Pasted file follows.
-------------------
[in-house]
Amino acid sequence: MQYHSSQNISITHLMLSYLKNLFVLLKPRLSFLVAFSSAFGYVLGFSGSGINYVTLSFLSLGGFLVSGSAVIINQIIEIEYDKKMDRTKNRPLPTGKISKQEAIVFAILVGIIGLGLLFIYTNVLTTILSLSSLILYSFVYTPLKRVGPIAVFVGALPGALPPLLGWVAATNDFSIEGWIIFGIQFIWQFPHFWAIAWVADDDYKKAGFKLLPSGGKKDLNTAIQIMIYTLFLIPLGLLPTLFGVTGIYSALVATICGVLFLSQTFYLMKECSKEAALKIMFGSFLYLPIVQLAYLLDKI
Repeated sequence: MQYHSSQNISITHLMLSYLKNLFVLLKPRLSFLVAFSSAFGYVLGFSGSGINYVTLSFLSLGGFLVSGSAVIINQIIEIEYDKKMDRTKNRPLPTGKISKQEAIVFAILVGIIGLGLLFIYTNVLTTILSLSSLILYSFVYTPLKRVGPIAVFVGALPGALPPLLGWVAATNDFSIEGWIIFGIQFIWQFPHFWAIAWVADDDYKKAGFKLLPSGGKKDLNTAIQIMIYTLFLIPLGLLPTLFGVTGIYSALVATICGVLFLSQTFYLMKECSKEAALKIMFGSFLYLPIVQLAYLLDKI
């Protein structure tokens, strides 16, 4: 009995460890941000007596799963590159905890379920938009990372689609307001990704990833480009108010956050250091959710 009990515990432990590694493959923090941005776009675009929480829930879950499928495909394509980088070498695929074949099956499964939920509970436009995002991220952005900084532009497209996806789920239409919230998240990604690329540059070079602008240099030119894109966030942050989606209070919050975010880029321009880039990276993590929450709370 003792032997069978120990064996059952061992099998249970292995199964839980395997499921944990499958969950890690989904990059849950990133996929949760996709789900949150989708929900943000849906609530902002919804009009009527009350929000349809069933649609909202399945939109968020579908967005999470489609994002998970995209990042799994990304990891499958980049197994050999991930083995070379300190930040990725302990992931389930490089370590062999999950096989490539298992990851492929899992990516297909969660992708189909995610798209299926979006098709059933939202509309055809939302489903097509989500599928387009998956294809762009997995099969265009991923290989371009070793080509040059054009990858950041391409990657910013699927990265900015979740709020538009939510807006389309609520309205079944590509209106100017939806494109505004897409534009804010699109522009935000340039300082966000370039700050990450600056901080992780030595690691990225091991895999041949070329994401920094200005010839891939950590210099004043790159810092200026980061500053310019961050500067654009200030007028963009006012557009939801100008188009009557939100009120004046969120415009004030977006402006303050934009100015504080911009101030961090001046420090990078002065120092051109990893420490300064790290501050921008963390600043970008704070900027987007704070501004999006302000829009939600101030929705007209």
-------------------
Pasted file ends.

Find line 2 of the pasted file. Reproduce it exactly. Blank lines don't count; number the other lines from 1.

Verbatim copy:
Amino acid sequence: MQYHSSQNISITHLMLSYLKNLFVLLKPRLSFLVAFSSAFGYVLGFSGSGINYVTLSFLSLGGFLVSGSAVIINQIIEIEYDKKMDRTKNRPLPTGKISKQEAIVFAILVGIIGLGLLFIYTNVLTTILSLSSLILYSFVYTPLKRVGPIAVFVGALPGALPPLLGWVAATNDFSIEGWIIFGIQFIWQFPHFWAIAWVADDDYKKAGFKLLPSGGKKDLNTAIQIMIYTLFLIPLGLLPTLFGVTGIYSALVATICGVLFLSQTFYLMKECSKEAALKIMFGSFLYLPIVQLAYLLDKI